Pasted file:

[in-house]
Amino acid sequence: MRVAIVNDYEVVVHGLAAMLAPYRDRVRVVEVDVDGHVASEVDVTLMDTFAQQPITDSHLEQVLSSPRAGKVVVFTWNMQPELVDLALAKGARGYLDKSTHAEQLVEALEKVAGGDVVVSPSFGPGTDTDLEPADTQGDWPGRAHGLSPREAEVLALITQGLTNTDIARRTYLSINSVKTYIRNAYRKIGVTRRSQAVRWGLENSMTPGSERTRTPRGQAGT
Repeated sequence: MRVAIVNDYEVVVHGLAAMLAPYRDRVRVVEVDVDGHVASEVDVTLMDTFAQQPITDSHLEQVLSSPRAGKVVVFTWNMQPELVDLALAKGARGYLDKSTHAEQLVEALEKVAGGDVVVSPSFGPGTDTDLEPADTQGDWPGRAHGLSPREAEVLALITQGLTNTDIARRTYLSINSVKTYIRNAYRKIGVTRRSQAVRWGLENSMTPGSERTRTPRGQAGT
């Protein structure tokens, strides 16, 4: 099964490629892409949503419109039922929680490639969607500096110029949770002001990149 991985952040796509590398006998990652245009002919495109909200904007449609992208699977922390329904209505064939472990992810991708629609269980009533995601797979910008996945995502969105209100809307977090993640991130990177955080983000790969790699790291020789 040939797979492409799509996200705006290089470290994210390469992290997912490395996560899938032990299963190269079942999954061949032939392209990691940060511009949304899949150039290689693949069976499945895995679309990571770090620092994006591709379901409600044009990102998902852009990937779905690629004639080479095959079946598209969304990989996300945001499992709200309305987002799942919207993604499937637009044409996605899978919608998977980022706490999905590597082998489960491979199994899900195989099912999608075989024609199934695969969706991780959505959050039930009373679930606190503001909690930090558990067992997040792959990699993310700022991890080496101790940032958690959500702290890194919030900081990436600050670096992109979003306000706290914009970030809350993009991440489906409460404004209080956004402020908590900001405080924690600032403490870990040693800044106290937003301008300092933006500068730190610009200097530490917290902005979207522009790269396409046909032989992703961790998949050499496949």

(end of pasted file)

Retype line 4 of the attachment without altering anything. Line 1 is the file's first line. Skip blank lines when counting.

């Protein structure tokens, strides 16, 4: 099964490629892409949503419109039922929680490639969607500096110029949770002001990149 991985952040796509590398006998990652245009002919495109909200904007449609992208699977922390329904209505064939472990992810991708629609269980009533995601797979910008996945995502969105209100809307977090993640991130990177955080983000790969790699790291020789 040939797979492409799509996200705006290089470290994210390469992290997912490395996560899938032990299963190269079942999954061949032939392209990691940060511009949304899949150039290689693949069976499945895995679309990571770090620092994006591709379901409600044009990102998902852009990937779905690629004639080479095959079946598209969304990989996300945001499992709200309305987002799942919207993604499937637009044409996605899978919608998977980022706490999905590597082998489960491979199994899900195989099912999608075989024609199934695969969706991780959505959050039930009373679930606190503001909690930090558990067992997040792959990699993310700022991890080496101790940032958690959500702290890194919030900081990436600050670096992109979003306000706290914009970030809350993009991440489906409460404004209080956004402020908590900001405080924690600032403490870990040693800044106290937003301008300092933006500068730190610009200097530490917290902005979207522009790269396409046909032989992703961790998949050499496949």